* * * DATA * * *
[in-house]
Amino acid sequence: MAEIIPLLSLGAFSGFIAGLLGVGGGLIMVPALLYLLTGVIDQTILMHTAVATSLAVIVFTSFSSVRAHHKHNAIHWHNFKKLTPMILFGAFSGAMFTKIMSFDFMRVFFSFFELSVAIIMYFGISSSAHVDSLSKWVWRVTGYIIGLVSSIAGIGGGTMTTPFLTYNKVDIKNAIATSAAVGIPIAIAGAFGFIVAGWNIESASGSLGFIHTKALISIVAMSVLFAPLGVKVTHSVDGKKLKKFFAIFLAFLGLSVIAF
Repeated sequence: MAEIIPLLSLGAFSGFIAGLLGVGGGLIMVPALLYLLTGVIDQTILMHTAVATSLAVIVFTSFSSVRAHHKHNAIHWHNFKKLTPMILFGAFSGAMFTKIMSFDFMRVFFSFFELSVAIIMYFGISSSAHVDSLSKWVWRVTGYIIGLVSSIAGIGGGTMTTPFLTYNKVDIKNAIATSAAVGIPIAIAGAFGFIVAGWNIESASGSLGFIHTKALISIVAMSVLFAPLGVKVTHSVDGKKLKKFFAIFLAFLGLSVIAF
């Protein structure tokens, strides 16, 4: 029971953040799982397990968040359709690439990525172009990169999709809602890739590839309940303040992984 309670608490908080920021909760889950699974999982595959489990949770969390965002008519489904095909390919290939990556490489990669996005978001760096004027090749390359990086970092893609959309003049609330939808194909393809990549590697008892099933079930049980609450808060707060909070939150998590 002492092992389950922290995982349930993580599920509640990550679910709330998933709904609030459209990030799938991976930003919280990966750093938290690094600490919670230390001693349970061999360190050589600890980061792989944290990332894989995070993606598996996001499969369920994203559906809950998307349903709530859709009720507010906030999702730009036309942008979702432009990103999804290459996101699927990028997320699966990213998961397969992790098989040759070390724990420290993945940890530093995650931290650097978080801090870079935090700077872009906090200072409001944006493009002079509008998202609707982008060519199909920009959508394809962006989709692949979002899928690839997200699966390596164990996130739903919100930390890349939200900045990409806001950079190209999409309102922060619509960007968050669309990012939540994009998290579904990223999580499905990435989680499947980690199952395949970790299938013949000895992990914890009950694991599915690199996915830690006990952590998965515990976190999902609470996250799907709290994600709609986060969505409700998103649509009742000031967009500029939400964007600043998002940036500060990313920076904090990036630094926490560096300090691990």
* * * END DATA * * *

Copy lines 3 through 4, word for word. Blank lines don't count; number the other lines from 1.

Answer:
Repeated sequence: MAEIIPLLSLGAFSGFIAGLLGVGGGLIMVPALLYLLTGVIDQTILMHTAVATSLAVIVFTSFSSVRAHHKHNAIHWHNFKKLTPMILFGAFSGAMFTKIMSFDFMRVFFSFFELSVAIIMYFGISSSAHVDSLSKWVWRVTGYIIGLVSSIAGIGGGTMTTPFLTYNKVDIKNAIATSAAVGIPIAIAGAFGFIVAGWNIESASGSLGFIHTKALISIVAMSVLFAPLGVKVTHSVDGKKLKKFFAIFLAFLGLSVIAF
């Protein structure tokens, strides 16, 4: 029971953040799982397990968040359709690439990525172009990169999709809602890739590839309940303040992984 309670608490908080920021909760889950699974999982595959489990949770969390965002008519489904095909390919290939990556490489990669996005978001760096004027090749390359990086970092893609959309003049609330939808194909393809990549590697008892099933079930049980609450808060707060909070939150998590 002492092992389950922290995982349930993580599920509640990550679910709330998933709904609030459209990030799938991976930003919280990966750093938290690094600490919670230390001693349970061999360190050589600890980061792989944290990332894989995070993606598996996001499969369920994203559906809950998307349903709530859709009720507010906030999702730009036309942008979702432009990103999804290459996101699927990028997320699966990213998961397969992790098989040759070390724990420290993945940890530093995650931290650097978080801090870079935090700077872009906090200072409001944006493009002079509008998202609707982008060519199909920009959508394809962006989709692949979002899928690839997200699966390596164990996130739903919100930390890349939200900045990409806001950079190209999409309102922060619509960007968050669309990012939540994009998290579904990223999580499905990435989680499947980690199952395949970790299938013949000895992990914890009950694991599915690199996915830690006990952590998965515990976190999902609470996250799907709290994600709609986060969505409700998103649509009742000031967009500029939400964007600043998002940036500060990313920076904090990036630094926490560096300090691990």